Hurdles: introduction

“Bull strong, horse high, and pig tight, and the goats will still get through.” – Roy Underhill

What are hurdles?

Hurdles are wooden fence panels. There are two types – wattle hurdles and gate hurdles. Wattle hurdles have a longer history than gate hurdles, and are made from woven rods of coppiced hazel or willow; gate hurdles are made from split wood of various types – often sweet chestnut or oak.

They were traditionally used as moveable agricultural fencing, and to pen livestock, especially sheep. They were common on chalk downlands, and much of our surviving workable hazel coppice is situated close to those downlands – in Dorset, Hampshire, Surrey and Sussex, although there are pockets all over the country. Young trees are cut back to ground level in a regular cycle, the length of which depends on the species. Many shoots will reappear from one stump, providing a lot of new material in a relatively short time.

Starting off a hurdle on a mould board.

Starting off a wattle hurdle on a mould board.

Coppicing has a long history. Archaeological digs have uncovered the remains of hurdles on the Somerset levels from neolithic times. They were used as walkways through the wetlands rather than fencing, and were preserved because they were pressed into the peaty, wet soil. The primary product of coppicing was fuel. Before oil, gas or electricity, everyone burned wood to keep warm. Woods were coppiced for thousands of years, producing material for basketry and wattles as well as firewood and hurdles.

Continuous weave fencing

Continuous weave fencing is constructed in the same way as hurdles, but as it is woven in situ it forms a more permanent barrier, and can also follow the contours and slope.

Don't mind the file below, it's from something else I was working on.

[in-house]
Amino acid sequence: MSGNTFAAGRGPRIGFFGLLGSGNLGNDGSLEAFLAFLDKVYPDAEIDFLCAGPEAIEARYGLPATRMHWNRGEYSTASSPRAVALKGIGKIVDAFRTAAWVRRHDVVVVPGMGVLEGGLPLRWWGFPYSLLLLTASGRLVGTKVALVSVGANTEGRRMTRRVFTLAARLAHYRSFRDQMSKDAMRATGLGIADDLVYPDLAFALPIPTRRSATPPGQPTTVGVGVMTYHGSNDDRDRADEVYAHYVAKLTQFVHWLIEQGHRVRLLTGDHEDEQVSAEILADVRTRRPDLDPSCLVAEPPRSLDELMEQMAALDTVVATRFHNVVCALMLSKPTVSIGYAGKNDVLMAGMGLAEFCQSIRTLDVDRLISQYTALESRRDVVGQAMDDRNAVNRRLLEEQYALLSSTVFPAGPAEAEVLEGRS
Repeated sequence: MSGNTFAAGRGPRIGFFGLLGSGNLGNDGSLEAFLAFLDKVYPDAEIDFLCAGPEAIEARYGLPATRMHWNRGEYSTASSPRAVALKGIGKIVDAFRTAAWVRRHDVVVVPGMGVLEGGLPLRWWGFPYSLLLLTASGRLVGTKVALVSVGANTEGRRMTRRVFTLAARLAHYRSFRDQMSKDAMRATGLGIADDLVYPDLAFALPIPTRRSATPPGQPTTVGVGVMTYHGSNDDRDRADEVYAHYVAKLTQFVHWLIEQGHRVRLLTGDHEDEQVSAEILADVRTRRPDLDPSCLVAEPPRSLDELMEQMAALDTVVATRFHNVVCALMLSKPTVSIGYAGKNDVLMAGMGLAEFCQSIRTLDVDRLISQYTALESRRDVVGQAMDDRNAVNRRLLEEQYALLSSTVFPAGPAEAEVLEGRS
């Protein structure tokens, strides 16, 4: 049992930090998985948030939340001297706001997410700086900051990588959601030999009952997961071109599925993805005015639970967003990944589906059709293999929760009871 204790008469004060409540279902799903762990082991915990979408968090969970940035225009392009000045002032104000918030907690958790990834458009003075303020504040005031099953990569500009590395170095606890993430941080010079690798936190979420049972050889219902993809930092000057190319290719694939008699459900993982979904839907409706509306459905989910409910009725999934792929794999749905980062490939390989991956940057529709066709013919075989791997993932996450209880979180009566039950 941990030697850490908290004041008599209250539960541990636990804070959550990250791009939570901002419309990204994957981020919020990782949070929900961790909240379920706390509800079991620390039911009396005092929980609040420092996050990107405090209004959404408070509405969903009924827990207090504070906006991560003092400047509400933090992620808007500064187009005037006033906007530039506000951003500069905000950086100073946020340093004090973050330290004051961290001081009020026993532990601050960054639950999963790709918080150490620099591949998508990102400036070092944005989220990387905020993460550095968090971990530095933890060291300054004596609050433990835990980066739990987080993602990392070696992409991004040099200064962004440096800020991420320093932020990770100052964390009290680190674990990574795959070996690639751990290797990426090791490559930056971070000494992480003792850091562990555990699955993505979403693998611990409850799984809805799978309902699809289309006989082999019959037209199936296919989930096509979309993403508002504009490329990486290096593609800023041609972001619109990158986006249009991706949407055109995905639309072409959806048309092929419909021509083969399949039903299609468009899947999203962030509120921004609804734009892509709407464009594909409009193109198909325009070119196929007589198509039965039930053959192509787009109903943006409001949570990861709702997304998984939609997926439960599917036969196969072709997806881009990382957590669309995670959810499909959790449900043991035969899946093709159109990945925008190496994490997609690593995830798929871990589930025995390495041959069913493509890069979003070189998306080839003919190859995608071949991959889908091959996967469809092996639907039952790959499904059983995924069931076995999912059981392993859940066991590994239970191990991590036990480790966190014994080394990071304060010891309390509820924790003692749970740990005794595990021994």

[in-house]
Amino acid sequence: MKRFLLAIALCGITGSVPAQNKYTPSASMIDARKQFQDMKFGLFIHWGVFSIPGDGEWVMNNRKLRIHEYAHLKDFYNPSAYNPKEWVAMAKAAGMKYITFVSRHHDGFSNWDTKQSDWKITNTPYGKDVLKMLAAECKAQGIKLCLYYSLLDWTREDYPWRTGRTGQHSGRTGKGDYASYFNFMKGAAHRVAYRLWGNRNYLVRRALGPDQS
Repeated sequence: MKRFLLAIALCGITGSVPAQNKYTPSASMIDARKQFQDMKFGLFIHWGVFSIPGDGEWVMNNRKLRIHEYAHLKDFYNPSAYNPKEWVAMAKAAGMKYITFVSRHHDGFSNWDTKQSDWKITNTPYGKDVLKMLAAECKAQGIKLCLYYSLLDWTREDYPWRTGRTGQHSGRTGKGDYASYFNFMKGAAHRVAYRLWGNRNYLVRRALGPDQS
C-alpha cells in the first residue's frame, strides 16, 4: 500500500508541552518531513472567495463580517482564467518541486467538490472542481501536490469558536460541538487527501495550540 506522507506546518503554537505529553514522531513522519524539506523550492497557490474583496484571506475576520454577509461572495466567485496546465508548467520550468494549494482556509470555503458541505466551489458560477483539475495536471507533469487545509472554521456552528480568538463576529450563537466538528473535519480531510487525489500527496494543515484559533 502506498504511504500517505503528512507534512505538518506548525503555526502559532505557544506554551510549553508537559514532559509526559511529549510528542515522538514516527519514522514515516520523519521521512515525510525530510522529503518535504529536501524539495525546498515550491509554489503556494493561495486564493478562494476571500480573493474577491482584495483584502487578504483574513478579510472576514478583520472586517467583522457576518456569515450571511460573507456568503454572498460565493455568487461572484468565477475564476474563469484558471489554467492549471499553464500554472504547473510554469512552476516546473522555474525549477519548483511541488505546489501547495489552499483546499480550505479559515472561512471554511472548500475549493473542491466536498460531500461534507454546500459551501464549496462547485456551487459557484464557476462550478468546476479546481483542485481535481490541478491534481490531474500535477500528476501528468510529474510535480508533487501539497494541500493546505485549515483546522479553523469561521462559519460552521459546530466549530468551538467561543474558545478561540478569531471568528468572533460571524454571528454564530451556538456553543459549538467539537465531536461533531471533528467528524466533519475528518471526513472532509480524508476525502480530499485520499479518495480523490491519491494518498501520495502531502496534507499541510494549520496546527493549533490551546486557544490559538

Hurdles have traditionally had two main uses for the sheep farmer. Firstly, they were used to make lambing pens. Four hurdles make a quick, easy pen to keep a ewe and her lambs out of the worst of the weather, and to keep them close together so that they can bond properly. Secondly, they were used to make larger pens to contain sheep at night on arable land. Their dung fertilised the arable fields, and they were released back to the downs to graze the next day. Sheep hurdles were often made with a ’twilling hole’ in the middle so that the shepherd could carry four or five hurdles over his shoulder with his crook through the hole.

The old agricultural uses have now gone, and farmers don’t tend to buy or make them these days, but use metal hurdles instead. Traditional hurdles are still used by some smallholders, but mostly they’re used in gardens as windbreaks or fencing, as people tend to like their rustic appearance.

A line of coppiced willows before a 'haircut'.

A line of coppiced willows before a ‘haircut’…

Willow has historically been coppiced on a one-year rotation, producing round rods for basketmaking.  Willow for hurdles is a product of that form of management, and therefore comes in the form of round rods. Hazel is grown on 6-8 year coppice rotation, and so the resulting, larger rods are cleft in two down their length to produce the material for hazel hurdles.

What are the benefits of hurdles?

Hurdles offer an alternative to the classic larch-lap fence panels found in garden centres, which aren’t wind-permeable, and so the wind can blow them down, and eddy over the top and damage plants behind them. Hurdles are wind-permeable – the wind filters through the gaps with no eddies created, making them very effective wind breaks.

...and after.

…and after.

Hurdle-making is a great skill to learn, and like most of’s topics, can form the basis of a small, sustainable business using locally-produced, natural materials. But you can’t make hurdles without coppicing, and it’s the production of the raw materials for hurdles via coppicing where we find most environmental benefits.

Coppicing is the ultimate form of sustainable woodland management – especially coppice with standards, where coppiced trees are mixed with mature specimens. Ideally, trees within a coppice are harvested in rotation, so that different trees will be harvested each year. This provides a regular supply of material and means that there will be lots of trees at different points in their rotation, meaning more different habitats and greater biodiversity. The opening up of the woodland allows in light, and with it a greater variety of flowers, butterflies and birds.